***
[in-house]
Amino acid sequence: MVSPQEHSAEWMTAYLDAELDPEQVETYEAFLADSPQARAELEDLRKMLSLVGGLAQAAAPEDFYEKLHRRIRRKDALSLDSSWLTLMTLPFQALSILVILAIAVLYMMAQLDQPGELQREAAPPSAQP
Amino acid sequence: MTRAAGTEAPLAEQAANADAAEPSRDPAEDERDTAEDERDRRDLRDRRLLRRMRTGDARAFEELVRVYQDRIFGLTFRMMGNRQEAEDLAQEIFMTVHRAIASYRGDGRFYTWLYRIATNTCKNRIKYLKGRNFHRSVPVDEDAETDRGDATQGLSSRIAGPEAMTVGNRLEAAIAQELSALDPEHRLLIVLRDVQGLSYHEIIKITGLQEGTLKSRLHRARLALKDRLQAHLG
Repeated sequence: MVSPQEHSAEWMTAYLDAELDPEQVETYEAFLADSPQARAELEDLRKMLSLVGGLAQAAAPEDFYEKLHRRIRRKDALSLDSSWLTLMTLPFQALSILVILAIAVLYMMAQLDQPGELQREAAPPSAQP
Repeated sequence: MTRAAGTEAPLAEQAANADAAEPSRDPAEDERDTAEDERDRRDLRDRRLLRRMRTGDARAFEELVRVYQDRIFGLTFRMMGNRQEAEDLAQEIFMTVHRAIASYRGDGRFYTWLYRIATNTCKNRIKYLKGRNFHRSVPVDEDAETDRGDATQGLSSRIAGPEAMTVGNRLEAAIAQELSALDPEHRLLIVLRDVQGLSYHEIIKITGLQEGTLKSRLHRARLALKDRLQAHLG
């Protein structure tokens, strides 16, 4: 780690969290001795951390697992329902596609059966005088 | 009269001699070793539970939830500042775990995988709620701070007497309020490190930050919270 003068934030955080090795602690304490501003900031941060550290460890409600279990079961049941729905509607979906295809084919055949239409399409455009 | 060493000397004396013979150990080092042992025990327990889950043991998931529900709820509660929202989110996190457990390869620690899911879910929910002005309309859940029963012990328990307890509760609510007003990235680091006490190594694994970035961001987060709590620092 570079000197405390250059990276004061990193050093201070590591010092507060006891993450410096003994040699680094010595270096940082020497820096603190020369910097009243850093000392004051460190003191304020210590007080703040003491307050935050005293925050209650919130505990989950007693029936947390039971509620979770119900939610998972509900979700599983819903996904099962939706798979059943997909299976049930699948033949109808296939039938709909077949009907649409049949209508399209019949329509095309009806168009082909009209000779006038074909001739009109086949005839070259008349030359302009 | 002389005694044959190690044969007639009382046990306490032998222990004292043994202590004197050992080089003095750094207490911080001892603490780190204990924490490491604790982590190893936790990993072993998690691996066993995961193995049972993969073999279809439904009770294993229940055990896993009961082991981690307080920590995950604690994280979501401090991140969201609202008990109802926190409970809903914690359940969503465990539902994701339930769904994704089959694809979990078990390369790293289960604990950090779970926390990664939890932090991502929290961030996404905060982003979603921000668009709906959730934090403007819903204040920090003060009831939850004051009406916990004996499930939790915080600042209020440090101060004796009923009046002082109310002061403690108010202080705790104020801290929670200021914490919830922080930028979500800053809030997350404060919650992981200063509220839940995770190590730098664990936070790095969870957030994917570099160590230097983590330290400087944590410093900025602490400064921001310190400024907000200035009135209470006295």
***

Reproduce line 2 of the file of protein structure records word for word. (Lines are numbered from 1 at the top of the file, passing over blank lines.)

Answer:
Amino acid sequence: MVSPQEHSAEWMTAYLDAELDPEQVETYEAFLADSPQARAELEDLRKMLSLVGGLAQAAAPEDFYEKLHRRIRRKDALSLDSSWLTLMTLPFQALSILVILAIAVLYMMAQLDQPGELQREAAPPSAQP